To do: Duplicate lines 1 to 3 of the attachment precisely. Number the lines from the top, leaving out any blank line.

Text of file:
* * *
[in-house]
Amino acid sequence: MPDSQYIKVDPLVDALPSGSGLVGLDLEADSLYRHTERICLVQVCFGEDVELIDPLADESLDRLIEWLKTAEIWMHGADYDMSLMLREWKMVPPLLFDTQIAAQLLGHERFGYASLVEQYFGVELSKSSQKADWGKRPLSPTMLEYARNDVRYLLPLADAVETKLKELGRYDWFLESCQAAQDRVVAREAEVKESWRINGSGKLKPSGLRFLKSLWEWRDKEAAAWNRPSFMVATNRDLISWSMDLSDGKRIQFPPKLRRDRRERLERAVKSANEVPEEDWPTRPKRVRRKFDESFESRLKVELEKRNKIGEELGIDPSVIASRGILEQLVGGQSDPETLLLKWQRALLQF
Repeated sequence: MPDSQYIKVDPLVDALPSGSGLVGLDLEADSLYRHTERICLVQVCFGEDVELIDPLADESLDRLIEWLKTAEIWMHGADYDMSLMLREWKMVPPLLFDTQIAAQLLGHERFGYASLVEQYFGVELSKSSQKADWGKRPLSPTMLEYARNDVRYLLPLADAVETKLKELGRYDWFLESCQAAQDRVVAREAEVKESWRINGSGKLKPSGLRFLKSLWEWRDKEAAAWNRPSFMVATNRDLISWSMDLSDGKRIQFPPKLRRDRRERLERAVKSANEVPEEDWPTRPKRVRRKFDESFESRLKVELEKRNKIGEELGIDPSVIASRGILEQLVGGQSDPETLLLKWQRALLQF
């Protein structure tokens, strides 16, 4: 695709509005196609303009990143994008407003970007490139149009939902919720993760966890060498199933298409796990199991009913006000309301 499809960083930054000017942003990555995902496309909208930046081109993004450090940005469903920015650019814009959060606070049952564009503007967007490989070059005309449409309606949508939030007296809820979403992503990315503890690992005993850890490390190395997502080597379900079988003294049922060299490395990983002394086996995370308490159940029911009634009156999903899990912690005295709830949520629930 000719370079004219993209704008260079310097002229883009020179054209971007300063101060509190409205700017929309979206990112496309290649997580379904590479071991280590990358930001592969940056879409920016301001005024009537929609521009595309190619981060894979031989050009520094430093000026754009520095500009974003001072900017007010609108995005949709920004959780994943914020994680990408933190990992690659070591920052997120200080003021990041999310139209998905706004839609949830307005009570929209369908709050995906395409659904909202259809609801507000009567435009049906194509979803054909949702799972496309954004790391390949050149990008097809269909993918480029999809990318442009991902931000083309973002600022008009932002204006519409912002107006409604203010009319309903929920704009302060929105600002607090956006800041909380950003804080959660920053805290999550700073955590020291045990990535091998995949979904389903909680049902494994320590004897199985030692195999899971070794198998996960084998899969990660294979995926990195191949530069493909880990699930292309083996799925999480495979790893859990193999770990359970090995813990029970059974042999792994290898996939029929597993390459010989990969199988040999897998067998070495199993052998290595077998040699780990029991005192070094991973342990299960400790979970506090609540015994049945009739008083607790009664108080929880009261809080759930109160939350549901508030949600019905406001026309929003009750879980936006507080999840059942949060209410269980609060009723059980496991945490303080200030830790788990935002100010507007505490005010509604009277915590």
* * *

[in-house]
Amino acid sequence: MPDSQYIKVDPLVDALPSGSGLVGLDLEADSLYRHTERICLVQVCFGEDVELIDPLADESLDRLIEWLKTAEIWMHGADYDMSLMLREWKMVPPLLFDTQIAAQLLGHERFGYASLVEQYFGVELSKSSQKADWGKRPLSPTMLEYARNDVRYLLPLADAVETKLKELGRYDWFLESCQAAQDRVVAREAEVKESWRINGSGKLKPSGLRFLKSLWEWRDKEAAAWNRPSFMVATNRDLISWSMDLSDGKRIQFPPKLRRDRRERLERAVKSANEVPEEDWPTRPKRVRRKFDESFESRLKVELEKRNKIGEELGIDPSVIASRGILEQLVGGQSDPETLLLKWQRALLQF
Repeated sequence: MPDSQYIKVDPLVDALPSGSGLVGLDLEADSLYRHTERICLVQVCFGEDVELIDPLADESLDRLIEWLKTAEIWMHGADYDMSLMLREWKMVPPLLFDTQIAAQLLGHERFGYASLVEQYFGVELSKSSQKADWGKRPLSPTMLEYARNDVRYLLPLADAVETKLKELGRYDWFLESCQAAQDRVVAREAEVKESWRINGSGKLKPSGLRFLKSLWEWRDKEAAAWNRPSFMVATNRDLISWSMDLSDGKRIQFPPKLRRDRRERLERAVKSANEVPEEDWPTRPKRVRRKFDESFESRLKVELEKRNKIGEELGIDPSVIASRGILEQLVGGQSDPETLLLKWQRALLQF